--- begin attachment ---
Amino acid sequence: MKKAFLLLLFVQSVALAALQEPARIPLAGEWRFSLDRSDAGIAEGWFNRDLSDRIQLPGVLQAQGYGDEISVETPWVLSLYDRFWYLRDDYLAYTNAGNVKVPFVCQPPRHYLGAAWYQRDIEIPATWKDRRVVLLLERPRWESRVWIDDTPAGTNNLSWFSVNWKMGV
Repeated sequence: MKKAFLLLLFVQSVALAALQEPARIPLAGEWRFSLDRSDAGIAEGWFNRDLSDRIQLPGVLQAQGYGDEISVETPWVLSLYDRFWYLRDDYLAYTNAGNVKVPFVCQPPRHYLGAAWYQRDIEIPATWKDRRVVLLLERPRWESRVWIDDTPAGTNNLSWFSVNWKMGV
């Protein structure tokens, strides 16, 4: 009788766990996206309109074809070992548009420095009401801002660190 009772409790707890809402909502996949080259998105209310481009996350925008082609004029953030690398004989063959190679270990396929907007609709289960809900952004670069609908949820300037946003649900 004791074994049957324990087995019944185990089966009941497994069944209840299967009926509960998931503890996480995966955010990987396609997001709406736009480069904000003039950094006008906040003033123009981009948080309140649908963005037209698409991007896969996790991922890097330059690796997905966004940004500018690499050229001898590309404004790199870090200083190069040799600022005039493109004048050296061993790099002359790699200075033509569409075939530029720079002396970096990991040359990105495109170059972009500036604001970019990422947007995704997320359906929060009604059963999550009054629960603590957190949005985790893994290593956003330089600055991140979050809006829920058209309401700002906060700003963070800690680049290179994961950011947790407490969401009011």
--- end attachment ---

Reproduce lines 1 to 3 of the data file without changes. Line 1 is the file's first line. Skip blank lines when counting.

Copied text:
Amino acid sequence: MKKAFLLLLFVQSVALAALQEPARIPLAGEWRFSLDRSDAGIAEGWFNRDLSDRIQLPGVLQAQGYGDEISVETPWVLSLYDRFWYLRDDYLAYTNAGNVKVPFVCQPPRHYLGAAWYQRDIEIPATWKDRRVVLLLERPRWESRVWIDDTPAGTNNLSWFSVNWKMGV
Repeated sequence: MKKAFLLLLFVQSVALAALQEPARIPLAGEWRFSLDRSDAGIAEGWFNRDLSDRIQLPGVLQAQGYGDEISVETPWVLSLYDRFWYLRDDYLAYTNAGNVKVPFVCQPPRHYLGAAWYQRDIEIPATWKDRRVVLLLERPRWESRVWIDDTPAGTNNLSWFSVNWKMGV
């Protein structure tokens, strides 16, 4: 009788766990996206309109074809070992548009420095009401801002660190 009772409790707890809402909502996949080259998105209310481009996350925008082609004029953030690398004989063959190679270990396929907007609709289960809900952004670069609908949820300037946003649900 004791074994049957324990087995019944185990089966009941497994069944209840299967009926509960998931503890996480995966955010990987396609997001709406736009480069904000003039950094006008906040003033123009981009948080309140649908963005037209698409991007896969996790991922890097330059690796997905966004940004500018690499050229001898590309404004790199870090200083190069040799600022005039493109004048050296061993790099002359790699200075033509569409075939530029720079002396970096990991040359990105495109170059972009500036604001970019990422947007995704997320359906929060009604059963999550009054629960603590957190949005985790893994290593956003330089600055991140979050809006829920058209309401700002906060700003963070800690680049290179994961950011947790407490969401009011």